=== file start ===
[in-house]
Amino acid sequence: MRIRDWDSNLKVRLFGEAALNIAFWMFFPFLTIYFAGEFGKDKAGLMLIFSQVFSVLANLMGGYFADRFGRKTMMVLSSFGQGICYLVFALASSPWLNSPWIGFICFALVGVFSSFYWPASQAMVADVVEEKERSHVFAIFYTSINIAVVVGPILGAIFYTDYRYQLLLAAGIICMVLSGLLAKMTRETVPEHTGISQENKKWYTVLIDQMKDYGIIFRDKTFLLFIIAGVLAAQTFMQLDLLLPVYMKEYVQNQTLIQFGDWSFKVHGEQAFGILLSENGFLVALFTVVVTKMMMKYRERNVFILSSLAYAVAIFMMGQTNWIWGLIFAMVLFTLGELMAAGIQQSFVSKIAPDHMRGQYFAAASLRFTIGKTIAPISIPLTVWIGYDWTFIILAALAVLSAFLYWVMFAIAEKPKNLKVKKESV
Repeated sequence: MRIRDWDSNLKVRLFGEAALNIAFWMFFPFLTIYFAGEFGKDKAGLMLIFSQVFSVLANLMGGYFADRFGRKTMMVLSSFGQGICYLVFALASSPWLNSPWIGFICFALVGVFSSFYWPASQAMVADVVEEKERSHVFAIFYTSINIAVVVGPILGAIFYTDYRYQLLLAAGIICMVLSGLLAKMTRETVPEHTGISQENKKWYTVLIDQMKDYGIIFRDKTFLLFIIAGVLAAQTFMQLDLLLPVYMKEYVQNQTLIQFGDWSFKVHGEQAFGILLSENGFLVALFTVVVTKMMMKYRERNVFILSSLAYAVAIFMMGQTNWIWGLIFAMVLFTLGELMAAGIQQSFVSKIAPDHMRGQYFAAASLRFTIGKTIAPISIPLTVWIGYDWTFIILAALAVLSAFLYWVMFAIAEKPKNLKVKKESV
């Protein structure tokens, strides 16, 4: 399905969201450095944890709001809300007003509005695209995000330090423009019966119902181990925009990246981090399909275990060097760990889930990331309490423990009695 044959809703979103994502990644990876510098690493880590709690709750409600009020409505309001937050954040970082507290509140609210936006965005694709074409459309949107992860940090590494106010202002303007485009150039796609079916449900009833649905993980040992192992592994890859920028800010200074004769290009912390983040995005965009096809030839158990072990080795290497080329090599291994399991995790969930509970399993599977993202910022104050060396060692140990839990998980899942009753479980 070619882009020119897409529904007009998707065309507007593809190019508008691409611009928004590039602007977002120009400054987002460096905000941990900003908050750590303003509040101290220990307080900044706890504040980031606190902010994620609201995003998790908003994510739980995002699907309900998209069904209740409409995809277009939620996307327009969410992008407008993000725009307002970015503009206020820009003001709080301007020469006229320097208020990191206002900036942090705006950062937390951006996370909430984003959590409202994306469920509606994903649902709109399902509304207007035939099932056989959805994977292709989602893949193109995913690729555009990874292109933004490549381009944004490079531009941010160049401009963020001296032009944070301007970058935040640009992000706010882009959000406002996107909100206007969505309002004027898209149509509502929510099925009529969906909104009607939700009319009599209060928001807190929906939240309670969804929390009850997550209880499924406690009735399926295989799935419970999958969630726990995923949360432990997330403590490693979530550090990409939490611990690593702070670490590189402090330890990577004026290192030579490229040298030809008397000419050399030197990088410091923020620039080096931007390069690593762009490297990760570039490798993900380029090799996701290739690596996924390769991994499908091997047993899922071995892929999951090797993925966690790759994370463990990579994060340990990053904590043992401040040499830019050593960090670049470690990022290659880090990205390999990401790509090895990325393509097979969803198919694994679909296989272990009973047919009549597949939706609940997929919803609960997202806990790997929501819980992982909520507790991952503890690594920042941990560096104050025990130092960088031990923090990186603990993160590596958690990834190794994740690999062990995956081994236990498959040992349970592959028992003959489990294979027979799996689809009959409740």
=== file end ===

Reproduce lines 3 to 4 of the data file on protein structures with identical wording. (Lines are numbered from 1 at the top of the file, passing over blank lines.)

Repeated sequence: MRIRDWDSNLKVRLFGEAALNIAFWMFFPFLTIYFAGEFGKDKAGLMLIFSQVFSVLANLMGGYFADRFGRKTMMVLSSFGQGICYLVFALASSPWLNSPWIGFICFALVGVFSSFYWPASQAMVADVVEEKERSHVFAIFYTSINIAVVVGPILGAIFYTDYRYQLLLAAGIICMVLSGLLAKMTRETVPEHTGISQENKKWYTVLIDQMKDYGIIFRDKTFLLFIIAGVLAAQTFMQLDLLLPVYMKEYVQNQTLIQFGDWSFKVHGEQAFGILLSENGFLVALFTVVVTKMMMKYRERNVFILSSLAYAVAIFMMGQTNWIWGLIFAMVLFTLGELMAAGIQQSFVSKIAPDHMRGQYFAAASLRFTIGKTIAPISIPLTVWIGYDWTFIILAALAVLSAFLYWVMFAIAEKPKNLKVKKESV
């Protein structure tokens, strides 16, 4: 399905969201450095944890709001809300007003509005695209995000330090423009019966119902181990925009990246981090399909275990060097760990889930990331309490423990009695 044959809703979103994502990644990876510098690493880590709690709750409600009020409505309001937050954040970082507290509140609210936006965005694709074409459309949107992860940090590494106010202002303007485009150039796609079916449900009833649905993980040992192992592994890859920028800010200074004769290009912390983040995005965009096809030839158990072990080795290497080329090599291994399991995790969930509970399993599977993202910022104050060396060692140990839990998980899942009753479980 070619882009020119897409529904007009998707065309507007593809190019508008691409611009928004590039602007977002120009400054987002460096905000941990900003908050750590303003509040101290220990307080900044706890504040980031606190902010994620609201995003998790908003994510739980995002699907309900998209069904209740409409995809277009939620996307327009969410992008407008993000725009307002970015503009206020820009003001709080301007020469006229320097208020990191206002900036942090705006950062937390951006996370909430984003959590409202994306469920509606994903649902709109399902509304207007035939099932056989959805994977292709989602893949193109995913690729555009990874292109933004490549381009944004490079531009941010160049401009963020001296032009944070301007970058935040640009992000706010882009959000406002996107909100206007969505309002004027898209149509509502929510099925009529969906909104009607939700009319009599209060928001807190929906939240309670969804929390009850997550209880499924406690009735399926295989799935419970999958969630726990995923949360432990997330403590490693979530550090990409939490611990690593702070670490590189402090330890990577004026290192030579490229040298030809008397000419050399030197990088410091923020620039080096931007390069690593762009490297990760570039490798993900380029090799996701290739690596996924390769991994499908091997047993899922071995892929999951090797993925966690790759994370463990990579994060340990990053904590043992401040040499830019050593960090670049470690990022290659880090990205390999990401790509090895990325393509097979969803198919694994679909296989272990009973047919009549597949939706609940997929919803609960997202806990790997929501819980992982909520507790991952503890690594920042941990560096104050025990130092960088031990923090990186603990993160590596958690990834190794994740690999062990995956081994236990498959040992349970592959028992003959489990294979027979799996689809009959409740």